Dr. Craig Callen, a dentist from Mansfied, Ohio, says he will offer $1 for every pound of Halloween sweets to trick-or-treaters. He has placed a limit of 5 pounds per child. Callen says that those who do so also enter a raffle for children's bicycles. The kids will also receive free toothbrushes.
Callen and two other colleagues, Mathew Snipes and Anthony Lordo have put up $1,000 towards their offer.
They say this is a cavity-preventing drive - to reduce the amount of candy children consume during the Halloween period. Money, toothbrushes, and a chance to win a bike in exchange for sweets.
Callen said in an interview with the Mansfield News Journal:
"Visiting your dentist twice a year and brushing your teeth are great preventive measures, but doing away with excess sweets would really give your teeth a healthy boost. Kids can have the fun of trick-or-treating, and now their piggy banks will benefit as well.
Plus they get a nice new toothbrush and a goody bag of gifts (limit one per child while supply lasts)."
Callen explained that Americans children are consuming 2% more sugar every year. Sweets have a high sugar content, which can lead to hyperactivity, overweight/obesity, cavities, and damages braces, he added.
Callen and associates emphasize that the sweets must be unopened.
A child out trick-or-treating with a bag full of candy
HalloweenHalloween occurs on October 31st every year. Typically, children go from door-to-door trick or treating, people of all ages attend fancy dress parties, bonfires, apple bobbing, carve jack-o'-lanterns, tell spooky stories, watch frightening movies, and play pranks.
The word Halloween is said to come from a Scottish expression All-Hallow-Even (even=evening, eve), in other words, the eve (night before) All Hallows Day (All Saints Day).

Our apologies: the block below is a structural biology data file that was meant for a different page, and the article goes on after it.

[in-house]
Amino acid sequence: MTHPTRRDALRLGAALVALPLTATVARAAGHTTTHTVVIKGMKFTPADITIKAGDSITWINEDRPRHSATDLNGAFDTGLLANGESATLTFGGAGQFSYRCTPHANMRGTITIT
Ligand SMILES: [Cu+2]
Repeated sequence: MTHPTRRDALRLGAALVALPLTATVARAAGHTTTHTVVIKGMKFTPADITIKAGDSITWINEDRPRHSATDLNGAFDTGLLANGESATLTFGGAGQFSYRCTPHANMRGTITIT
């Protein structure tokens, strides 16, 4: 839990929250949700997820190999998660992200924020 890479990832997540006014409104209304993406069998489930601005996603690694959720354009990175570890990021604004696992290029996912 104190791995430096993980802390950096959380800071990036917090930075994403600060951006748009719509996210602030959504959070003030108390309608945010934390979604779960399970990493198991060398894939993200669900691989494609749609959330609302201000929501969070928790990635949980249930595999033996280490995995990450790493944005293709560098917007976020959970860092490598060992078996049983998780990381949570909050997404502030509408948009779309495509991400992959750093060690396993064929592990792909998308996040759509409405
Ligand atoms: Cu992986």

Parents are often torn between letting their children have fun and allowing them to harm their oral health.
In an article in 2010, experts said you should let them gorge themselves and get it out of their system.
Pediatric dentist from Temple University, Mark Helpin, said:
"The frequency of eating candy, and other refined carbohydrates, and their stickiness, are big factors in creating the risk of caries (cavities)."
Carbohydrates can alter the pH balance in the mouth, making it more acidic. Higher oral acid levels leads to a greater risk of cavities. When a child eats a candy, the oral acid environment can take up to 60 minutes to dissipate.
"If I eat a piece of candy now, the pH in my mouth will become acidic, and it will take 30-60 minutes for it to become normal. If I eat 2 or 3 pieces of candy when I eat that first one, my mouth stays acid the same length of time that it would if I ate just that single piece. It's still 30-60 minutes. If I keep eating candy throughout the day, there is acid in my mouth for a much longer period of time. The longer teeth are in an acid environment, the greater the risk they will become decayed."
Written by Christian Nordqvist